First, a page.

Samantha: Welcome back to another episode of Ballroom Chat, the podcast dedicated to sharing the dance journey. I'm your host, Samantha, with Love Live Dance. A quick scheduling update as we head deeper into the summer and more of the world and ballroom dancing competitions and events begin to open back up. Scheduling is going to become a little bit more sporadic.
I'm going to try and stay as consistent as possible with the release schedule, but just know that there may be gaps of time where I am trying to get on a guests schedule and we're just kind of making episodes as we can. Um, so the best way to find out when a new episode is about to drop is to make sure that you either follow or subscribe this podcast wherever you are currently watching or listening to it. And also to make sure that you are following us on social media at Ballroom Chat on Facebook or Instagram. Um, that is the best way to find out our release schedule. And when new episodes are about to air.
Today, I'm joined by Christian Alva. He is a former member of the Utah Valley University Ballroom Dancing Company and current instructor at Ballroom Utah. We got the opportunity to sit down and talk about his early career, life lessons that he's learned along the way, his particular approach to teaching and friendship and why uh goal setting and appreciating the joy and artistry of ballroom dance is so special. So please enjoy my conversation with Christian Alva.
Well, thank you, Christian so much for being a guest today on the podcast.
Christian: You're welcome. Thanks for having me.
Samantha: So I like to start off with the same question for every single guest. It's kind of become the staple now of the podcast, which is how did you get into ballroom dance?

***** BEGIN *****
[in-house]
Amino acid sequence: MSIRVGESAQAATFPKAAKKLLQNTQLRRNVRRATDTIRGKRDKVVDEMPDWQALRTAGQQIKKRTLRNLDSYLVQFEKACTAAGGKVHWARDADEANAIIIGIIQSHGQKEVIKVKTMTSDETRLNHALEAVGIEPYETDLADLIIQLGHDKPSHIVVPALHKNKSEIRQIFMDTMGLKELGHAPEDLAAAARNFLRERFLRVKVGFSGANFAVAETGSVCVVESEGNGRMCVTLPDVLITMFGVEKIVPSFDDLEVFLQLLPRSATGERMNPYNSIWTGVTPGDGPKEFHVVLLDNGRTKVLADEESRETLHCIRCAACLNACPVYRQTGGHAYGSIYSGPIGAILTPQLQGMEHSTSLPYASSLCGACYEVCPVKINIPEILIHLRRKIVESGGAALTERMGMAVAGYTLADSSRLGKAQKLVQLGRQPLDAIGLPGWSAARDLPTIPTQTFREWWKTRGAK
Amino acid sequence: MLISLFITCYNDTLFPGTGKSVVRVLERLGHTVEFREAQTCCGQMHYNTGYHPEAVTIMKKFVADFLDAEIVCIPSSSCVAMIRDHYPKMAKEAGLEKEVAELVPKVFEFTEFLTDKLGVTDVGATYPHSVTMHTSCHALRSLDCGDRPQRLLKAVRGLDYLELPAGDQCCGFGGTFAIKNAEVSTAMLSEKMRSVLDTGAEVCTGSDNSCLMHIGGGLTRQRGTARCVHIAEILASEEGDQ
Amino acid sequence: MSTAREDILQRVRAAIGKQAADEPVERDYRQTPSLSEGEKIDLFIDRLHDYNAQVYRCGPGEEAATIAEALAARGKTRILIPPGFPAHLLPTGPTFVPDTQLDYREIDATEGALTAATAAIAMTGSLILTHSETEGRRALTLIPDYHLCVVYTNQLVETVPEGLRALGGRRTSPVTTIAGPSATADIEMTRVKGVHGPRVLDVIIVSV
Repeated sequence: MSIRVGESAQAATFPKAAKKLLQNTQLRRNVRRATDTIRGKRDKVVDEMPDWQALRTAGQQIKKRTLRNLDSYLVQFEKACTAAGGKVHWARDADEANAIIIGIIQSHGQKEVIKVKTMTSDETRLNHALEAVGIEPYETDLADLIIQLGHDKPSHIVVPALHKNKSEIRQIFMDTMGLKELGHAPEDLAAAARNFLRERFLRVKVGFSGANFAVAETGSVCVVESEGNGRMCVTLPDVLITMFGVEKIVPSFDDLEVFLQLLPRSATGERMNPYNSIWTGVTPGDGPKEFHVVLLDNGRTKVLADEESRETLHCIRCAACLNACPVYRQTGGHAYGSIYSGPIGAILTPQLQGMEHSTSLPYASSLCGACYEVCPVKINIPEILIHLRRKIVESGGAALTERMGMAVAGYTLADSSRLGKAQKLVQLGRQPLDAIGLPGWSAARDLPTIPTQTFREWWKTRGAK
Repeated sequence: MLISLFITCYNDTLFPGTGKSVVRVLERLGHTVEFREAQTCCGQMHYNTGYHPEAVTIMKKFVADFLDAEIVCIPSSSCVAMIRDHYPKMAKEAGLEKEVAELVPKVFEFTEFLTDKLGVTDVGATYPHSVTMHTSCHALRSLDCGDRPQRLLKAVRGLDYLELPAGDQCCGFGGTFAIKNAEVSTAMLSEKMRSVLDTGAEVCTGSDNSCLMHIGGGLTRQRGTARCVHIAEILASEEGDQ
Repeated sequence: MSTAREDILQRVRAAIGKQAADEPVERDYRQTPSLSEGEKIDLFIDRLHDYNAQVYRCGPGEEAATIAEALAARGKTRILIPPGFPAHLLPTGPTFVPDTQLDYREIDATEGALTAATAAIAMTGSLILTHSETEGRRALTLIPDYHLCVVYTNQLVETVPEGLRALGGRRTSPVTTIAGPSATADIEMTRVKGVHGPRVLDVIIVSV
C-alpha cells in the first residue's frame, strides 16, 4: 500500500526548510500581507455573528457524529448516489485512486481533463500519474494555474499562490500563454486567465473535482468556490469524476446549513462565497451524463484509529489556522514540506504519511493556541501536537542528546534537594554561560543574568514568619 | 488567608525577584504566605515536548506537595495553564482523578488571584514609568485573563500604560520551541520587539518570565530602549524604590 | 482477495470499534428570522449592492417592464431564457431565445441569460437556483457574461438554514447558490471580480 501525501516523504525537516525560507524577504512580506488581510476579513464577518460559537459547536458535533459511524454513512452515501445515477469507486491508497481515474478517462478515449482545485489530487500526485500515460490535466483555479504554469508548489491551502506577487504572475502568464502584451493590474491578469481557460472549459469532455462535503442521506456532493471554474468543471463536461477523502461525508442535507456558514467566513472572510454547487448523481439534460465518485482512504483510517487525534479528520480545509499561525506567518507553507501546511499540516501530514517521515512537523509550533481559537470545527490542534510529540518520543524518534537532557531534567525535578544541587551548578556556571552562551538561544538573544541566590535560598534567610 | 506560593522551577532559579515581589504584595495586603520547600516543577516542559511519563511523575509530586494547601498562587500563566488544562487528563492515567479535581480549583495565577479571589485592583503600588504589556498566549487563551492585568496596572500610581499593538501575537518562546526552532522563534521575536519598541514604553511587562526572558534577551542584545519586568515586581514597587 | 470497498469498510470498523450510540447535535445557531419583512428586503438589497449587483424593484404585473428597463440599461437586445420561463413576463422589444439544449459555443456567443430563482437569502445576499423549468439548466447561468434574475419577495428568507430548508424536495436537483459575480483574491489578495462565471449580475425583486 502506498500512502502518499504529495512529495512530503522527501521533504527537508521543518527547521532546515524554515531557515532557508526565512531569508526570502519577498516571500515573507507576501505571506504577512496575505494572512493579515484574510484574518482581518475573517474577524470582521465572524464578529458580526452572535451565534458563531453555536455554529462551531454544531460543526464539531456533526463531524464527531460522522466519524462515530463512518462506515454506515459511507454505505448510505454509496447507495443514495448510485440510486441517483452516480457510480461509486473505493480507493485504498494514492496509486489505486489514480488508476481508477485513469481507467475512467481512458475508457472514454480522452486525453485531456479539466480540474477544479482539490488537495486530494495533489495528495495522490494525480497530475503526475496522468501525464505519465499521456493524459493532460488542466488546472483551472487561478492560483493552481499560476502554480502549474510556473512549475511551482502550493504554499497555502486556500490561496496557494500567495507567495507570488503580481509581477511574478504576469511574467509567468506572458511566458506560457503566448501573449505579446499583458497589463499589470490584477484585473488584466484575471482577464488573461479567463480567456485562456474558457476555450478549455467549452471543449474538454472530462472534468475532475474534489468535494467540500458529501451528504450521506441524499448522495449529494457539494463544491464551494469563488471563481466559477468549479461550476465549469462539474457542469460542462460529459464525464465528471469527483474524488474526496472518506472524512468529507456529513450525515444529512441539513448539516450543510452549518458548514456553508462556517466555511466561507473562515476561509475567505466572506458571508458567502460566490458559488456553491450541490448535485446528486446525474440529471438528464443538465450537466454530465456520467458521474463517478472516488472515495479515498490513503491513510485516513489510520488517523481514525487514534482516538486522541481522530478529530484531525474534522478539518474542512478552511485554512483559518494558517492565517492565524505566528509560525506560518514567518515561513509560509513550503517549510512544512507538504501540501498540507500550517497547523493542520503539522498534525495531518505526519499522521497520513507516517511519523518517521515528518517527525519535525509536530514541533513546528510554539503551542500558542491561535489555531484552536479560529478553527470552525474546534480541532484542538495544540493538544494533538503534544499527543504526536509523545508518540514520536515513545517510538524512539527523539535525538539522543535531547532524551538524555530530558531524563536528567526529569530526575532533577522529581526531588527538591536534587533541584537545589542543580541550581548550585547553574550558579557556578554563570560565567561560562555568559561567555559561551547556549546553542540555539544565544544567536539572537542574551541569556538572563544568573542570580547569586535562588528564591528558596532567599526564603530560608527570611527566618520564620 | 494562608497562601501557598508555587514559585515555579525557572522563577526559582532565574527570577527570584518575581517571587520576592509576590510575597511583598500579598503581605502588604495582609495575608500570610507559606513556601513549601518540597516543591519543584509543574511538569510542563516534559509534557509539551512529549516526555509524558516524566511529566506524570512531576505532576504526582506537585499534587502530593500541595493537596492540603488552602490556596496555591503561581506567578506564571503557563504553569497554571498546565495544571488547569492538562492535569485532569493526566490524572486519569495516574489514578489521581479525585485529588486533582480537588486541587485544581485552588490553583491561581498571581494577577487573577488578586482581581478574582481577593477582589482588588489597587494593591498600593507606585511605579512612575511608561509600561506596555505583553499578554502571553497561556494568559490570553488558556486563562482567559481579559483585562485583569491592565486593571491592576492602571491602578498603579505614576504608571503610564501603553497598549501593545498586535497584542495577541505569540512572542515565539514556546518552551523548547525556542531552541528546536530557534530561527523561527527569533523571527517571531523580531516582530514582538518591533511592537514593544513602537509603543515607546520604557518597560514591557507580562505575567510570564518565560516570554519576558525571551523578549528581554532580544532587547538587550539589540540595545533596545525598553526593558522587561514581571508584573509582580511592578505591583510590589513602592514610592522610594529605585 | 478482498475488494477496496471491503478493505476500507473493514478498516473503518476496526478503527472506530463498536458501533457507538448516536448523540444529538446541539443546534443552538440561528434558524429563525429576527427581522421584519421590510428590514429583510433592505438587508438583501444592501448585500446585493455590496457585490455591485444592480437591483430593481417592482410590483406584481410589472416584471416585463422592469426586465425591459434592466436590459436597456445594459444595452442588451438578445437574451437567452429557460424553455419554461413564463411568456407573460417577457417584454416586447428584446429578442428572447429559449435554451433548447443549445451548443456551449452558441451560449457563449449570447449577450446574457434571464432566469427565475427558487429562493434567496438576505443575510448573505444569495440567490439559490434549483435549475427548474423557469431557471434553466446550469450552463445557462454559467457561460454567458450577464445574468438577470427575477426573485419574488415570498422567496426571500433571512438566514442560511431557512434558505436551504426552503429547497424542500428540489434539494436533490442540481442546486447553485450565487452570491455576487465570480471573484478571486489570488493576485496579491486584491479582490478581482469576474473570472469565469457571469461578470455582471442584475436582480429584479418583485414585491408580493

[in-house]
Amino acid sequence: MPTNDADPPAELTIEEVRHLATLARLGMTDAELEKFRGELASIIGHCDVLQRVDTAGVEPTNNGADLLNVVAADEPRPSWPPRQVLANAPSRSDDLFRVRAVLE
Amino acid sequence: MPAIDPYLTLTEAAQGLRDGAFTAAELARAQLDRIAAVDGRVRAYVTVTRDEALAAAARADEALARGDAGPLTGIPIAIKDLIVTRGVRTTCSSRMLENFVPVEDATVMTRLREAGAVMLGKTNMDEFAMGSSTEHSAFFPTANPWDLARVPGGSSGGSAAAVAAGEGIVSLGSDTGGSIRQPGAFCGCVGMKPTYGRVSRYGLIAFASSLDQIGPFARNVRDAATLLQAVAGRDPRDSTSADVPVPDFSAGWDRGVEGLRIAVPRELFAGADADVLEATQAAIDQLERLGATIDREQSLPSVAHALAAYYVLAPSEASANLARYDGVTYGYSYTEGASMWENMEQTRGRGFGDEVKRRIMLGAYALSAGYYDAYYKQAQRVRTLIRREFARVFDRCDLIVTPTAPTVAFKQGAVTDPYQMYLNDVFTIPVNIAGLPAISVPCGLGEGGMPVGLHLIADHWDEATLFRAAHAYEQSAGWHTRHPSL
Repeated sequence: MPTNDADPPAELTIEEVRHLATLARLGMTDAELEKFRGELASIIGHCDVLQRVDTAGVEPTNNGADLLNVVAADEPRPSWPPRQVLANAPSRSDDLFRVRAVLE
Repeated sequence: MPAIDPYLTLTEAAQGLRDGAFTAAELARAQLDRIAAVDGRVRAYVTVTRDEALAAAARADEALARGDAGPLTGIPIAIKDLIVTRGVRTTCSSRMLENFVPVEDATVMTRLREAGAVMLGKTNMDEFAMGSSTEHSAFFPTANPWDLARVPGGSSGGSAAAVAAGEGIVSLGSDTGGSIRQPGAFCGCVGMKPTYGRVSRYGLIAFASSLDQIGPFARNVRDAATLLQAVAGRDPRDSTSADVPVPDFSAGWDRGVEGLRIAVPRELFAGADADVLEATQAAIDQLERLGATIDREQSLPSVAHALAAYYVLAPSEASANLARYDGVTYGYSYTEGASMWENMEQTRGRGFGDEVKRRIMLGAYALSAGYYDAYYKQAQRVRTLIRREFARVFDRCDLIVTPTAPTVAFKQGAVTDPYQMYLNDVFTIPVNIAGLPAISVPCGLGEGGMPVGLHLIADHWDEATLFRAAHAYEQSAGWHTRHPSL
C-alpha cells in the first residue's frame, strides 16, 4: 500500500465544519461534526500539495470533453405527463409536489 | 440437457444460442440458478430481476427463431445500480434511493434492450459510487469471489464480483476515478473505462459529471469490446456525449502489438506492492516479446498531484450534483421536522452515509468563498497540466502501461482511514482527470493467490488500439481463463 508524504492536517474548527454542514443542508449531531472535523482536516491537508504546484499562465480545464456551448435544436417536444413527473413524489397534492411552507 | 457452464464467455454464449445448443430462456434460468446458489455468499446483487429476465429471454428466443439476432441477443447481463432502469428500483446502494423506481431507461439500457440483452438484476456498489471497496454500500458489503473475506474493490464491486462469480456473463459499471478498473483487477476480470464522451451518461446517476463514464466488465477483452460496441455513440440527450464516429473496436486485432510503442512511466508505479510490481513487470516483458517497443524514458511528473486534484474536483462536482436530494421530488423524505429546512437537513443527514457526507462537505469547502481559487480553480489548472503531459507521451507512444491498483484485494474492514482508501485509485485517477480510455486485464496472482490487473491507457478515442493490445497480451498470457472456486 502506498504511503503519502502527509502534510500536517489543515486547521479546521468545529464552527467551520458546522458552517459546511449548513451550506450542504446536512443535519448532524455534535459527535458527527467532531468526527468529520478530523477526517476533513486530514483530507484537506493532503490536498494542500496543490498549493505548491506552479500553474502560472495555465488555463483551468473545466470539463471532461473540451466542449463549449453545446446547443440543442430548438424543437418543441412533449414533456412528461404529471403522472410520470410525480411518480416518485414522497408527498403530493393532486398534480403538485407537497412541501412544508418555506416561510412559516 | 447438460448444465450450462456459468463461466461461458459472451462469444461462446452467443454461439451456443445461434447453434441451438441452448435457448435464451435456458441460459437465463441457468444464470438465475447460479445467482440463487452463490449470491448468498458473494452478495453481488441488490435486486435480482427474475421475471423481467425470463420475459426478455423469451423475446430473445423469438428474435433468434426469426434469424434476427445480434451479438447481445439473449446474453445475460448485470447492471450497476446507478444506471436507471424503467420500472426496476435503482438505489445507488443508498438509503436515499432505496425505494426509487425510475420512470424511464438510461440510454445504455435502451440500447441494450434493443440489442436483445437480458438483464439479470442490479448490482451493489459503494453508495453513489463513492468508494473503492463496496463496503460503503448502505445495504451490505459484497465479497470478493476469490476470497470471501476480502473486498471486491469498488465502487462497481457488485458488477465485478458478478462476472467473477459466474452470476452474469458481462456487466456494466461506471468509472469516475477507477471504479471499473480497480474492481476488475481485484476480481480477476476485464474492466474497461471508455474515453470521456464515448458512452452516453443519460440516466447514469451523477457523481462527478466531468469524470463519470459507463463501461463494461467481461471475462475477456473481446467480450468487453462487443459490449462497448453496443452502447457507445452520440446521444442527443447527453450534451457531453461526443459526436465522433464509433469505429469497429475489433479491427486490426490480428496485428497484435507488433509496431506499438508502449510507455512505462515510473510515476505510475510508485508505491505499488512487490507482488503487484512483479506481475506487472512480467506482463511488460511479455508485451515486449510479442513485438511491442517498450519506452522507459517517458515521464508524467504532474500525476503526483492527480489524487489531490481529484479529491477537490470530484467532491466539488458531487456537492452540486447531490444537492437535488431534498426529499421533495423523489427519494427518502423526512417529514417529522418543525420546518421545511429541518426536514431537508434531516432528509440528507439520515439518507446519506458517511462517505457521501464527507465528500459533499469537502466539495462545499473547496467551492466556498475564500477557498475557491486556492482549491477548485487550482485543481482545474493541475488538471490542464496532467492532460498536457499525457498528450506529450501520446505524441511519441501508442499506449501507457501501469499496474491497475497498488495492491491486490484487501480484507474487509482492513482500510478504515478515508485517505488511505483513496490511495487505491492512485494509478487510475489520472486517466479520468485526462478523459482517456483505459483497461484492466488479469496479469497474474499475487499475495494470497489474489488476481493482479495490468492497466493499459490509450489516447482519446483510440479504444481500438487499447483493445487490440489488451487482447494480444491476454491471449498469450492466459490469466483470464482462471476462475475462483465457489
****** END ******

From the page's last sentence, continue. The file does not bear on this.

Christian: Uh, well, I did jazz and tap and hip hop before I ever did ballroom through elementary school up until about sophomore year in high school. And then after high school, I was looking for a job and my mom told me that there was a place that would hire me to dance old ladies. Um, it was a Fred Astaire's that was pretty close to my house. And so I showed up and said, Hey, you know, I want a job. And they were like, okay, but you don't really do the style of dance we do. So they put me in a training course, and I didn't know, as a teacher training course. So after the course was done, they were like, okay, we'd like to offer you a job as a teacher. And that's how it all began. And I've been teaching ever since.
Samantha: And, okay. So before I dive into the fact that I just found out you were at jazz, tap, and hip hop dancer, at one point in your life, um, you started off at a franchise studio. You then switched to another independent studio in Florida before moving to Utah? Or how did the whole transition from franchise experience to now Ballroom Utah in salt lake happen?
Christian: Okay. So I started at Fred Astaire's and that studio then went independent. And when it did, I stayed with the owners of the studio rather than going to another Fred Astaire's. So they bought a new space and when they bought the new space, they decided to open as independents. So I followed them and then, went away for a couple of years. And when I came back, it was a, someone had bought out the studio, but they had heard of me from all the students that still went to the studio and they offered me my job back.
So, uh, got back into teaching pretty soon after that.
Samantha: Sorry, what was the gap between teaching and then you said you took some time off. Was that college years? What?
Christian: That was, I went on my mission for the LDS church. So I was in Peru for two years. Yeah. And then went back and started teaching again. And then unfortunately that studio went under because the owner, uh, his twin daughters both got cancer at the same time. So, uh, it was obviously very hard on that, on the family. And so we, the people who worked for him, we basically like ran the studio for almost a year.
They were battling cancer for a long time. And then quite possibly one of the saddest outcomes happened only one of the daughters survived. So one of the girls died and one survived. Um, so. He, as I, as far as I know you opened another studio once he kinda got his life back together after that. But I moved out to Utah to go to school at UVU for, uh, ballroom dancing because the studio went under.